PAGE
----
How Does Property Damage Liability Insurance Work?
Property damage liability insurance covers the cost of repairing damages to another person’s property as a result of a vehicle accident. If you drive your car through someone’s fence, for example, then property damage liability insurance can cover the costs of repairing that fence. If you crash into someone’s Mercedes-Benz SUV and cause $50,000 worth of damage, then property damage liability insurance will cover you too.
Essentially, property damage liability insurance covers all of the damage you cause in an accident except for people-related damages. Property damage liability insurance does not cover lost wages, medical bills, and other costs. These damages fall under a different type of insurance called bodily injury liability insurance.
All basic liability car insurance plans will include bodily injury liability insurance and property damage liability insurance. Most states require you to have a certain amount of both coverage options in order to legally drive on the road.
What Does Property Damage Liability Insurance Cover?
Property damage liability insurance covers the cost of repairing or replacing any property you damage while driving. If you are at-fault for a collision, then your PDL policy will cover the costs of repairing or replacing the other driver’s vehicle.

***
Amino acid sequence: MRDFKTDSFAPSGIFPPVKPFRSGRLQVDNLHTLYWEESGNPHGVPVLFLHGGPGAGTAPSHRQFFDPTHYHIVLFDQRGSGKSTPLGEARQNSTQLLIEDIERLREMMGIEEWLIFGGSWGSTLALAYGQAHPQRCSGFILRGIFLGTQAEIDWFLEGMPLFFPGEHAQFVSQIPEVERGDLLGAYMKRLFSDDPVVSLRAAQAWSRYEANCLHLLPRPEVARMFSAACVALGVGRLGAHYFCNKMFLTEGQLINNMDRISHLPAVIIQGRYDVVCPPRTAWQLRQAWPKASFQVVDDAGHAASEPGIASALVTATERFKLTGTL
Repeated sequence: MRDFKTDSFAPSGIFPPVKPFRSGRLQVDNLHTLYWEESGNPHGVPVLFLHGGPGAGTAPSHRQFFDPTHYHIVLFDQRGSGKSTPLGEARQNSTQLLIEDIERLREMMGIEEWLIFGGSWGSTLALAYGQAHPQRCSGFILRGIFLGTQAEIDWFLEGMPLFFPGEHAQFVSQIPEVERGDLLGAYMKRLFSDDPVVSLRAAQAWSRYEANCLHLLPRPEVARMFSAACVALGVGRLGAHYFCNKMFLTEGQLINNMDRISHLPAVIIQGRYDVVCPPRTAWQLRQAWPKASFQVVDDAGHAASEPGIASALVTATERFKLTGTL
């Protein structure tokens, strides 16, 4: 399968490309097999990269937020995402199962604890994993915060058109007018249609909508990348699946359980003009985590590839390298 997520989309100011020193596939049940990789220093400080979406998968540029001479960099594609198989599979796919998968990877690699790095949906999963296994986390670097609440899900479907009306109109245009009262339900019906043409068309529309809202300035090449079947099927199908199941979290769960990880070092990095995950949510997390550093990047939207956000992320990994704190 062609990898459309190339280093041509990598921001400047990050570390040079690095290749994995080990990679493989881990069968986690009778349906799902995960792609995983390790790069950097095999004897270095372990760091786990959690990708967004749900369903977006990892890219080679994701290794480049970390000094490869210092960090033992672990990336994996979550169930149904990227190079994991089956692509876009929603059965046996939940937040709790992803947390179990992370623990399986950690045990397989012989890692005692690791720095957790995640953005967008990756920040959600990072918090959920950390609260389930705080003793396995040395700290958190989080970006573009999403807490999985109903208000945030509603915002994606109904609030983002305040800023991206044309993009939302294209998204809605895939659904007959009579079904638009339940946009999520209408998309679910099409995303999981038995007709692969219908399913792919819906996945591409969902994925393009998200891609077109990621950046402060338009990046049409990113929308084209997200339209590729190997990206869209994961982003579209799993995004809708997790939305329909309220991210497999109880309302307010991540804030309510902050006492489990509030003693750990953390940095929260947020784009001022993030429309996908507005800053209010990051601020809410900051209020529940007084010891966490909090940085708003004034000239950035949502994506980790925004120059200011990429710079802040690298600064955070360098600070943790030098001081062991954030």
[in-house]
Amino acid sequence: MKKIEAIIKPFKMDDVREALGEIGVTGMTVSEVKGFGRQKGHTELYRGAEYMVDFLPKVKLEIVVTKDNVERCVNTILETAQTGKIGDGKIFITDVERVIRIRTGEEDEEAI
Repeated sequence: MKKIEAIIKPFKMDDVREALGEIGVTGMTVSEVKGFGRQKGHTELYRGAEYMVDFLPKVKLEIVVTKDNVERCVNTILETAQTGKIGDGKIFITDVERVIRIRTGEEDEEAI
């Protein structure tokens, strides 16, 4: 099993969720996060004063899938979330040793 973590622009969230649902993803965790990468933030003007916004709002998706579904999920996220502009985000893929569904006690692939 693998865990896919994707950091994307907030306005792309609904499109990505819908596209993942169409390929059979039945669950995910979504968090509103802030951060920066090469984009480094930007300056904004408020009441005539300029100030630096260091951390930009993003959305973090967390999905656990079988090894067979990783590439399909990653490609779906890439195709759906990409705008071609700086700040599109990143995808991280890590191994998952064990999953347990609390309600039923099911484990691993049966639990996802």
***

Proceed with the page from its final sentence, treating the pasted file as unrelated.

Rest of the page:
PDL insurance can also cover lawsuits. If the other driver sues you for damages after an accident, then your PDL insurance can cover any liabilities that come from that lawsuit.
Things covered by property damage liability insurance include:
- Damage to other vehicles
- Damage to other property
What Does Property Damage Liability Insurance Not Cover?
Many drivers are surprised to learn that property damage liability insurance doesn’t necessarily cover all property damage in an accident.
For example, PDL insurance will not cover damage to your own vehicle or your own property. If you are at-fault for a collision and only have PDL insurance, then you will need to pay for car repairs out of pocket. If the other driver was at-fault, however, then you could make a claim to cover your own vehicle through the other driver’s PDL insurance. If you have a busted windshield or significant body damage to your own vehicle after an accident, however, then you will not be covered unless you have collision or comprehensive coverage.
The main things not covered by property damage liability insurance include:
- Damage to your own vehicle
- Damage to your own property
- Medical bills, lost wages, and similar expenses
Medical bills and lost wages fall under bodily injury liability insurance coverage. Damage to your own vehicle and property, meanwhile, would fall under collision coverage or comprehensive coverage. Collision coverage and comprehensive coverage are optional. You are not required to have car insurance that covers damage to your own vehicle.
Should I Get Property Damage Liability Insurance?
Property damage liability insurance is a legal requirement in every state in the United States (except for New Hampshire). If you want to legally drive on the road, then you are legally required to buy property damage liability insurance. If you do not have property damage liability insurance, then you are driving without insurance.
Property damage liability insurance is included on all basic liability car insurance plans. Even if you get the cheapest level of car insurance, your car insurance policy will still have property damage liability coverage.